App that alerts CPR-trained bystanders could make lifesaving connection
If you should collapse of a sudden cardiac arrest at the mall food court, your lifesaver could be shopping nearby and completely unaware that someone is in urgent need of help.
Recently, Ramsey County Emergency Communications staffers stood alongside fire chiefs and emergency room doctors to unveil a free smartphone app they believe can make a lifesaving connection to a CPR-trained bystander in time to save potentially dozens of people in the metro area each year.
The PulsePoint app alerts nearby CPR-trained bystanders when 911 dispatch receives a call of cardiac arrest in a public location.
"When seconds count, we need everyone's help to save a life. That's what PulsePoint is all about," said Roseville Assistant Fire Chief David Brosnahan.
The app also identifies the location of the nearest automated external defibrillator (AED), a portable medical device that delivers an electric shock to the heart.
Anyone can download the app and identify themselves as CPR-trained. Their phone will beep or buzz, much like an Amber Alert does, when someone's heart stops and a call for help is made.
Ramsey County, which is spending $75,000 on the app for a five-year licensing agreement, gets about 400 cardiac arrest calls a year. About 60 of them occur in a public place.
"Each year we have examples in our community where bystander CPR and AED placement have directly saved people's lives," said Maplewood EMS Chief Mike Mondor. "Just last year in community buildings, we had three people that had their lives saved by bystanders."
Ramsey County joins more than 3,000 jurisdictions across the nation—including Los Angeles, Seattle and Milwaukee—that are using PulsePoint. There are about 1.3 million PulsePoint app users nationally.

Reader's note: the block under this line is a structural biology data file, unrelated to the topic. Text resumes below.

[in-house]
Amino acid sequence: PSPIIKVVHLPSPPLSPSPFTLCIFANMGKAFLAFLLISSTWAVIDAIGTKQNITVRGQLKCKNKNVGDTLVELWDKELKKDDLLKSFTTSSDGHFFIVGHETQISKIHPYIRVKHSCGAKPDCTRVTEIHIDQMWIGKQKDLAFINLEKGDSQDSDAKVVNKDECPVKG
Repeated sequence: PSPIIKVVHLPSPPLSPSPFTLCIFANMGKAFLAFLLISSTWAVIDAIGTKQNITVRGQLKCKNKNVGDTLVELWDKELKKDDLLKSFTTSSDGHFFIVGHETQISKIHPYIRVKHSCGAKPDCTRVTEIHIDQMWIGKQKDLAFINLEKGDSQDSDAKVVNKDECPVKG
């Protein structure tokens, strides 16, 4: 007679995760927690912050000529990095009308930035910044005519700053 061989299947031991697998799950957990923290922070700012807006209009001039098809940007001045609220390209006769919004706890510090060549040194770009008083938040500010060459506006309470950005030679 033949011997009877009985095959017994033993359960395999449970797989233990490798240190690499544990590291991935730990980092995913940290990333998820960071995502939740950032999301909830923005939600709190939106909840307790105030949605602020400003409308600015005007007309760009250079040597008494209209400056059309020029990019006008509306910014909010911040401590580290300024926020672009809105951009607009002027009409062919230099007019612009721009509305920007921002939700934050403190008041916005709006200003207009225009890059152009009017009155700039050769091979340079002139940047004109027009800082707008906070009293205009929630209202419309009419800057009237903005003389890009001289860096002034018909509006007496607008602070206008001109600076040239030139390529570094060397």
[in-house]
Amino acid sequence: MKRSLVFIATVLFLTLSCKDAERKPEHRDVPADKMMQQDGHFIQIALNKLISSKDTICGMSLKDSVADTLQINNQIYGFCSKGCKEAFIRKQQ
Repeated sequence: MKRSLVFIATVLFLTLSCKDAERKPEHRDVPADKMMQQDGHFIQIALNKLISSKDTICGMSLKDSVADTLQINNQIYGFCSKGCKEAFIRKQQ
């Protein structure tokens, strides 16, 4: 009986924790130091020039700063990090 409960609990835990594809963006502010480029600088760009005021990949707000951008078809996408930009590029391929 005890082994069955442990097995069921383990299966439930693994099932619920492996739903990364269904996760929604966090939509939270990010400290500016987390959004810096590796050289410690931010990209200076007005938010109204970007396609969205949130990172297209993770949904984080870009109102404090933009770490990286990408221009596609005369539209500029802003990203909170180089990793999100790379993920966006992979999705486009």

More than 326,000 Americans have cardiac arrests outside of a hospital each year, according to the American Heart Association. Only about 10 percent of people who collapse from sudden cardiac arrest outside a hospital survive.
In Minnesota, St. Louis Park, Winona and Moorhead are using the app.
Roseville firefighter Dave Doucet said he's responded to cardiac arrest calls at malls and stores packed with people, only to find the victim on the floor unaided. Even a bystander starting chest compressions in the first critical minutes can greatly increase the victim's chances of survival, he said.
"It keeps the blood flowing to the vital organs and the brain," Doucet said.
Since Rapid City, S.D., started using PulsePoint in late 2017, 12 of 16 victims of cardiac arrests in public places received bystander CPR, said Jim Bussell, spokesman for the Rapid City Fire Department. About half of the 16 survived, he said.
PulsePoint was started by San Ramon, Calif., Fire Chief Richard Price. He was eating lunch at a deli when he heard sirens. Someone next door had suffered cardiac arrest.
"I was just feet away from the cardiac arrest victim, but completely unaware of their peril," said Price in a Ted Talk. "This was a startling event for me. ... I was surprised I could be so unaware of something so serious happening so close by."
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